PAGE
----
How to

27 October 2016

How Better Insulation Could Help Solve the Fuel Poverty Crisis


Nights are drawing in, there’s a chill in the air, and everyone is beginning to switch on their central heating. Hopefully you’ve got the interior and exterior of your home prepared for the encroaching winter, and any elderly relativessafely tucked up. However, even with the best of preparation, soaring fuel bills and inefficient heating can put people at risk, particularly these elderly relatives. One way that the risks of substandard heating could be circumvented whilst saving energy would be to promote and subsidise improved home insulation on a national scale. The government does have some measures in place, but these seem to be inadequate given the widespread issues of fuel poverty and heating inefficiency.

In a publicly funded 2015 report released by the UK Health Forum, statistics indicated there are around 6000 excess winter deaths each year in the UK as a direct result of poorly heated homes. Most of these deaths occur within a bracket of households known as those in fuel poverty, which is when a household is living below the poverty line and has higher than average energy bills. This means that the home cannot be heated adequately, and applies to around 2.28 million households across the country. The fact that people can still die due to poor heating in this day and age is bad enough, but there are also many, many more that become less seriously ill for the same reason. The same report estimated that the consequent health care costs of this add up to £1.36 billion a year, with social care costs increasing this figure further, so the scale of the fuel poverty issue is clear.

Properly installed insulation can dramatically increase home energy efficiency, thereby reducing fuel bills, and taking many people out of fuel poverty. According to the Energy Saving Trust, around 60% of annual energy bills go on heating. The average cavity wall and loft insulation installation costs around £800 and can save £300 a year on bills, so represents an astute investment. For those in fuel poverty, it could mean the difference between affordable fuel and living in a cold house. The former provides a massively improved quality of life, given that the temperature of your home can affect your mental as well as your physical wellbeing.

It’s not just fuel that is unaffordable in the current economic climate, but also houses themselves. This means that more and more people are moving into houses that have been built to let, and the Royal Institute of Chartered Surveyors has predicted construction will need to massively increase to meet this demand. This rented home boom provides an opportunity to ensure that insulation standards are applied during construction, and if properly regulated could lead to a surge in energy-efficient housing.

Img source: dunktanktechnician on Flikr
One country that provides a great example for the UK to follow with regards to energy efficiency is Sweden. An article in The Telegraph covered how the UK has four times as many people in fuel poverty as the Swedes, even though we only pay half as much for gas in a warmer climate. The main difference is that Swedish houses are much better insulated, and this means that they lose three times less heat through the walls. Over the long term, spending £350 million on insulation to reach these levels could lead to £4.2 billion in savings.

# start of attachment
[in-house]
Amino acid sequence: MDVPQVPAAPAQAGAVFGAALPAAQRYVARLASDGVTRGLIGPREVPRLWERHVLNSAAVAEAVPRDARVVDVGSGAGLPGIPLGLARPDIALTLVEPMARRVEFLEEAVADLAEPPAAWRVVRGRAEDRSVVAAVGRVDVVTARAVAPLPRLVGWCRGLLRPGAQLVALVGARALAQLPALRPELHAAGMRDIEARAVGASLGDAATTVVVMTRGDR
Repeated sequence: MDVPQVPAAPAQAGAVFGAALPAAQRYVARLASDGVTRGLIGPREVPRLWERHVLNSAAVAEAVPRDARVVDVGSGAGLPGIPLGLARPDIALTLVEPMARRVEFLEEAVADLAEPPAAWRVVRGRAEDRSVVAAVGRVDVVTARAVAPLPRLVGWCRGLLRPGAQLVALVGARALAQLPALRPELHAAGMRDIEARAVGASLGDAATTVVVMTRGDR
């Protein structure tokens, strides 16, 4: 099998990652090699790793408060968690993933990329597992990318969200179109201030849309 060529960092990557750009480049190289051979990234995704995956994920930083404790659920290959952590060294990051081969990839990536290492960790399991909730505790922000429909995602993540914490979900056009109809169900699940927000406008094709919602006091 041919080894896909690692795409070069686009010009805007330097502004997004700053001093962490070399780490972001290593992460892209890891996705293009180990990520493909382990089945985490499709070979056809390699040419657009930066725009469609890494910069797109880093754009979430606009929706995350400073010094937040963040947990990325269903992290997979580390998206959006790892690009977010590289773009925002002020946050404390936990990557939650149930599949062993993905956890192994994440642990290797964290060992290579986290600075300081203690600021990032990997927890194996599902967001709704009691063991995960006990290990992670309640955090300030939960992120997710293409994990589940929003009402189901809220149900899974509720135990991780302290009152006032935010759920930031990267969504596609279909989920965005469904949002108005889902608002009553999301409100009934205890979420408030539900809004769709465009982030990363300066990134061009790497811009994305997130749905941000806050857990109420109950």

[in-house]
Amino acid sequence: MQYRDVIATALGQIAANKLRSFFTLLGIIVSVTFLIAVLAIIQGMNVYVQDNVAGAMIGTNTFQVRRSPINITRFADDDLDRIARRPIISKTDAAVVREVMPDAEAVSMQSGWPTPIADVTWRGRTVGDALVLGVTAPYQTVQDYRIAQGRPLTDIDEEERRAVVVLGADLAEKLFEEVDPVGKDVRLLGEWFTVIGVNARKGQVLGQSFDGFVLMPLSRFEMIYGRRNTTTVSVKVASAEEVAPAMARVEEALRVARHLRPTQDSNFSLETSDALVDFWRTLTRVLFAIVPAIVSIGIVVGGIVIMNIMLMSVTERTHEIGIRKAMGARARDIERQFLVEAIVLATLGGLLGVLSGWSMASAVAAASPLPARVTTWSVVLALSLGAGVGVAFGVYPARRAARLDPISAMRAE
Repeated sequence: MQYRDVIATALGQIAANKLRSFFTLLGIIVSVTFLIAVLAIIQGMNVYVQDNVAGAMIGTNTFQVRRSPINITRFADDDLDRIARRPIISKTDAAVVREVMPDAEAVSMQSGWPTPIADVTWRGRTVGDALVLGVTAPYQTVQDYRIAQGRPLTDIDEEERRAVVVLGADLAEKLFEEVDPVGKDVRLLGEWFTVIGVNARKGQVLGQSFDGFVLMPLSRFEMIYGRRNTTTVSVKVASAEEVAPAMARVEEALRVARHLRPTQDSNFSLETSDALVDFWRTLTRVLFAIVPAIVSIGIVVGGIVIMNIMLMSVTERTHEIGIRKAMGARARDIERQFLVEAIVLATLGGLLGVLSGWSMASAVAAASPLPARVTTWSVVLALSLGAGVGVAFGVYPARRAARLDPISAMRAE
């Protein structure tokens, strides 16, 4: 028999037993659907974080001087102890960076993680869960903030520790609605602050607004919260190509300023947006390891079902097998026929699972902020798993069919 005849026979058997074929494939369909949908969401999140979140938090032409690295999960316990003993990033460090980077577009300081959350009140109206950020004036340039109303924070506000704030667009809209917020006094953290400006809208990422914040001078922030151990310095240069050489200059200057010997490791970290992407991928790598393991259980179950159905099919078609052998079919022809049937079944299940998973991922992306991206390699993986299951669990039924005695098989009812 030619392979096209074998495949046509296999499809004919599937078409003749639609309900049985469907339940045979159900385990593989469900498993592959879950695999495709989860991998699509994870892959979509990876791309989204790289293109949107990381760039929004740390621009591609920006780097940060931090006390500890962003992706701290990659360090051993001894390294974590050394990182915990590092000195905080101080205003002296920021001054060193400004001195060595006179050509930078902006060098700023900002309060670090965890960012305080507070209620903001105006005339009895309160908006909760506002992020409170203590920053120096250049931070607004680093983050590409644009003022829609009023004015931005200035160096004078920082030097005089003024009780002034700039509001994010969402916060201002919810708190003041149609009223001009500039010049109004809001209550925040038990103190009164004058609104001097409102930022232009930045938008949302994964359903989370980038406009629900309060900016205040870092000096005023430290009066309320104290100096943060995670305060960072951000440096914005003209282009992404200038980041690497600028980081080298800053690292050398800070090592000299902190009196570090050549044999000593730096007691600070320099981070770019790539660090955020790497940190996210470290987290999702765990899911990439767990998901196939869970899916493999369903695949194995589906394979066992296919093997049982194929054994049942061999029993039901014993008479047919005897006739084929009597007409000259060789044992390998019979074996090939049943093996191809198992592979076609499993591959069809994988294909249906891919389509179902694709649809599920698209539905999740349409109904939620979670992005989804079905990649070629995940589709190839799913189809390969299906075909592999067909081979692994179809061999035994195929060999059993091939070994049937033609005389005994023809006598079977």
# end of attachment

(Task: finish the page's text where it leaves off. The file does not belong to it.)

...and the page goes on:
The UK does have a scheme called the Green Deal for providing loans to households wishing to install energy saving improvements into their home, a measure which is necessary as the country has some of the most energy inefficient homes in Europe. However, the government has now stopped funding the Green Deal, so homeowners are largely left to fend for themselves. Some energy providers do offer free insulation, though, and you can find more information on these at the Energy Saving Trust. Yet many people do not qualify for this help, and this is where a publicly funded scheme could be advantageous, one similar to the scrapped Green Deal but with a broader scope.

Fitting insulation seems like a no-brainer now that technology has improved results, aided by rocketing fuel prices, to the point where it may pay for itself in 3-4 years. The technology only continues to improve, too, with new insulation materials fabricated and upgraded every year. One company is even turning used nappies into home insulation, so there’s no excuse! However, be sure to research which material you plan to use carefully, as there have been concerns about manufacture using HFCs, meaning a large negative environmental impact.

Still, done right, home insulation is a vital way to reduce your fuel bills and keep your house warm in winter. Large-scale public funding would be a cost-effective and environmentally beneficial way to tackle the ever-increasing issue of fuel poverty, and reduce strain on the beleaguered NHS.


Sam Franklin

With a master’s in Literature, Sam inhales books and anything readable, spending his working hours reformulating the info he gathers into digestible articles. When not reading or writing, he likes to put his camera to work around the world, snapping street photography from Stockholm to Tokyo. Too much of this time spent in Japan teaching English has nurtured a weakness for sashimi, Japanese whisky, and robot cafés.